India Today - - UPFRONT - PR­ERNA BIN­DRA Pr­erna Bin­dra is trustee of NGO Bagh and for­mer mem­ber of the Na­tional Board for Wildlife

The “leop­ard run amok in Meerut” is a clas­sic ex­am­ple of what not to do in an ad­mit­tedly vex­ing, if not ter­ri­fy­ing sit­u­a­tion, of sud­denly find­ing a preda­tor in an ur­ban jun­gle. Po­lice­men run­ning around with guns, me­dia pok­ing their cam­eras into the preda­tor’s face for exclusive footage, a fre­netic mob chas­ing it with stones and rods is a recipe for dis­as­ter. It fur­ther pan­ics an al­ready trau­ma­tised wild an­i­mal which will lash out in self-de­fence—when all that re­ally needs to be done to is to con­trol the frenzy, pos­si­bly calm the an­i­mal by ‘shel­ter­ing’ it from the crowd, and al­low it safe pas­sage to where it came from, or al­low­ing the tran­quil­i­sa­tion team to per­form their du­ties.

Such in­stances of leop­ards amidst hu­man habi­ta­tion, some­times with fa­tal con­se­quences, ap­pear to be in­creas­ing. In a re­cent hor­ri­fy­ing in­ci­dent, a leop­ard that ven­tured out of Go­ru­mara Na­tional Park in north Ben­gal and into a vil­lage was beaten to death by a fren­zied mob; a few months ago, pic­tures of a nawab pos­ing over a fallen ‘man-eater’ in Hi­machal Pradesh made head­lines. Ear­lier this month, a leop­ard was trapped in Aarey colony in Mum­bai—the cu­ri­ous case of a me­trop­o­lis that is learn­ing to live with one of the world’s largest cats.

Why such se­vere con­flict? There are no easy an­swers. While the loss, degra­da­tion, al­ter­ation of habi­tat and a sharp de­cline in its food base are key con­tribut­ing fac­tors, it is also a fact that leop­ards have al­ways lived in prox­im­ity to hu­man set­tle­ments, with sur­pris­ingly low lev­els of con­flict—a fact that is rarely high­lighted. Leop­ards live, mate and breed in de­graded forests, fields, plan­ta­tions and can sur­vive on dogs, goats, pigs and smaller prey like hare and rats.

Iron­i­cally, one rea­son for the in­creas­ing con­flict wit­nessed to­day lies in the way we are tack­ling it. A com­monly prac­tised so­lu­tion is to trap the leop­ard from people-dense ar­eas and re­lease it in a for­est else­where. This is coun­ter­pro­duc­tive, as leop­ards have amaz­ing hom­ing in­stincts and try to make their way back—largely through hu­man ter­ri­tory, there­fore in­creas­ing the po­ten­tial of at­tacks. A study in Jun­nar (Ma­ha­rash­tra—which har­bours leop­ards in a hu­man-dense land­scape—by wildlife bi­ol­o­gist Vidya Athreya re­vealed that leop­ard at­tacks rose by over 300 per cent be­tween 2001 and 2003 when translo­ca­tions were fre­quently re­sorted to. Hunt­ing only serves to ap­pease a pan­icked pub­lic, given that there is no way of es­tab­lish­ing the prob­lem an­i­mal.

But it is not just leop­ards. Op­er­a­tions are afoot to tackle the ti­gress that is be­lieved to have killed seven people in Mo­rad­abad district, while fur­ther down south, a tiger was shot dead ear­lier this year in the Nil­giris, Tamil Nadu, af­ter it was be­lieved to have killed two people.

In­ci­dents of ele­phants en­ter­ing Bhubaneswar, Mysore, Coim­bat­ore and Harid­war—cities abut­ting forests—are not in­fre­quent. Hu­man-ele­phant con­flict has es­ca­lated across its range, with fa­tal con­se­quences to both sides: Over 300 people lose their lives to ele­phants an­nu­ally, while about 200 ele­phants are killed in con­flict.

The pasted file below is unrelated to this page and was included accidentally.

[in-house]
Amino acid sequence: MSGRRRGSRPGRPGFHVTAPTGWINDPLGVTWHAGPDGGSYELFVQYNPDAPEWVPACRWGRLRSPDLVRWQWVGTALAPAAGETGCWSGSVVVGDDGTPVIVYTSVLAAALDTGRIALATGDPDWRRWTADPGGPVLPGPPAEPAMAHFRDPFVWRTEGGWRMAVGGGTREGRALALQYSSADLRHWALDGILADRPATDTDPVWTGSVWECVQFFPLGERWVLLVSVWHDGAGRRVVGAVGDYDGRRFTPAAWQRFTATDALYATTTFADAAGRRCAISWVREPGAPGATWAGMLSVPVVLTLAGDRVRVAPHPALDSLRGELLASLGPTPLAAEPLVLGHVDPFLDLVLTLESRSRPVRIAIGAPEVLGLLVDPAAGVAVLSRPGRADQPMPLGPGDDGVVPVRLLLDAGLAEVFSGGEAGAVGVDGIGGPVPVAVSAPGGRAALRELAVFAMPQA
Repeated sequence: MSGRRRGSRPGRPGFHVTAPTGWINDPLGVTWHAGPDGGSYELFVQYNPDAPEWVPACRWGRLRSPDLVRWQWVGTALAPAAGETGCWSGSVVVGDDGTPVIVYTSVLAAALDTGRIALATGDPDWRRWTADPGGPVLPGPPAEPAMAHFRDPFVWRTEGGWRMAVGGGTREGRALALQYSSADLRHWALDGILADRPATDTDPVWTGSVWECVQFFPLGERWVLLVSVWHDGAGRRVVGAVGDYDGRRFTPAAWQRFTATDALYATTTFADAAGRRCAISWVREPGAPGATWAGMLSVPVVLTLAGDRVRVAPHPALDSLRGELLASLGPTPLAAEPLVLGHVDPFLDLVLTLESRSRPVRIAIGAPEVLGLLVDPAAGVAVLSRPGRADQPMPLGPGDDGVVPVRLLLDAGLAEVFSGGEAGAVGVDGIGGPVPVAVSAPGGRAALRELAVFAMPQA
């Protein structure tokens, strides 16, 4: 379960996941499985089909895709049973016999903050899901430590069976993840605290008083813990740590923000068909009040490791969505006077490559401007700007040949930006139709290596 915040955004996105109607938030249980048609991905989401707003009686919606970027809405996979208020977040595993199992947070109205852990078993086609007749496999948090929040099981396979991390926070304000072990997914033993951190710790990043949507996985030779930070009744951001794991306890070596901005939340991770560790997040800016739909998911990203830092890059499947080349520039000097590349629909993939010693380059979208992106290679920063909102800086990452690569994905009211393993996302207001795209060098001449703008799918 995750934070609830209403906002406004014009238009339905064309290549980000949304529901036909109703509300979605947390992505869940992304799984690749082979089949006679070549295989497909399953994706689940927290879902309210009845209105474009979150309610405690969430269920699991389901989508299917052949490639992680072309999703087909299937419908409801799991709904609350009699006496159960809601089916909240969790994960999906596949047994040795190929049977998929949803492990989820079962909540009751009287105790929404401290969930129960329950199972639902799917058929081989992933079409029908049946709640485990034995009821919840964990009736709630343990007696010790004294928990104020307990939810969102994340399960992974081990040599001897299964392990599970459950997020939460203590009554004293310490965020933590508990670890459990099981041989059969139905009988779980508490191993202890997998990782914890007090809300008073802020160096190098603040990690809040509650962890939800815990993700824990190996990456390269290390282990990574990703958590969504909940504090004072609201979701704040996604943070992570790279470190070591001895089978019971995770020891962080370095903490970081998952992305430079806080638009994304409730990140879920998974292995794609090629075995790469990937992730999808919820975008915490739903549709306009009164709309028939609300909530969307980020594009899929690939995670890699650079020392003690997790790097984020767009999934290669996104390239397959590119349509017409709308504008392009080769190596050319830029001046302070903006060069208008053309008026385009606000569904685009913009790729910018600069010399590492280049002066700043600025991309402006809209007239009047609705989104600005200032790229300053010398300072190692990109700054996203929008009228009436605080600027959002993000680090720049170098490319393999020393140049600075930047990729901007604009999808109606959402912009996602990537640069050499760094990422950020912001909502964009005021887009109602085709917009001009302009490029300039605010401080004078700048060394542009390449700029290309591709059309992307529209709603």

While there are spe­cific con­cerns re­gard­ing each species, at the heart of the con­flict is the de­struc­tion and frag­men­ta­tion of wildlife habi­tats and cor­ri­dors by min­ing, in­dus­tri­al­i­sa­tion and in­fra­struc­ture projects, high­ways, canals and ex­pand­ing hu­man habi­ta­tion. For in­stance, the min­ing (plus as­so­ci­ated dis­tur­bances by heavy blast­ing, move­ment of ma­chin­ery) in Jhark­hand’s Saranda for­est, a prime ele­phant habi­tat, has caused the an­i­mals to mi­grate in dis­tress, peak­ing con­flict in neigh­bour­ing vil­lages and towns.

Take tigers: Pro­tec­tion ef­forts have sta­bilised tiger pop­u­la­tions in some re­serves, so young sub-adults try­ing to carve out their own ter­ri­to­ries move out of the re­serve and straight into hu­man set­tle­ments, and con­flict. Tigers may have al­ways moved in these fringe ar­eas and be­yond but such habi­tats have been ham­mered by, ac­cord­ing to one es­ti­mate, a loss of 12,000 sq km in four years.

There are no easy so­lu­tions. A cru­cial mit­iga­tive mea­sure is a sense of pre­pared­ness—a trained, well-equipped con­flict mit­i­ga­tion team of the for­est depart­ment work­ing with the district ad­min­is­tra­tion and po­lice, a swift re­sponse time, a ro­bust and timely com­pen­sa­tion scheme, as well as a ‘code of con­duct’ for people to safe­guard them­selves in such sit­u­a­tions.

In the long term, ex­pan­sion of ex­ist­ing pro­tected ar­eas, con­serv­ing vi­tal wildlife cor­ri­dors, and plan­ning and restrict­ing dras­tic changes in nat­u­ral land­scapes is im­por­tant. Un­for­tu­nately the Union Min­istry of En­vi­ron­ment and Forests re­versed its own guide­lines which in­sured wildlife scru­tiny to ele­phant habi­tats and wildlife, per­haps ow­ing to the fact that such forests have min­ing and other in­ter­ests.

We need to change the way we han­dle con­flict. When you have a leop­ard or a tiger or ele­phant in your back­yard, quell that panic; chas­ing and crowd­ing the an­i­mal, as well as loud noise make it more ag­gres­sive. Re­mem­ber, the leop­ard fears you more than you do him.

Iron­i­cally, one rea­son for the in­creas­ing con­flict wit­nessed to­day lies in the way we are tack­ling it.

Il­lus­tra­tion by SAU­RABH SINGH

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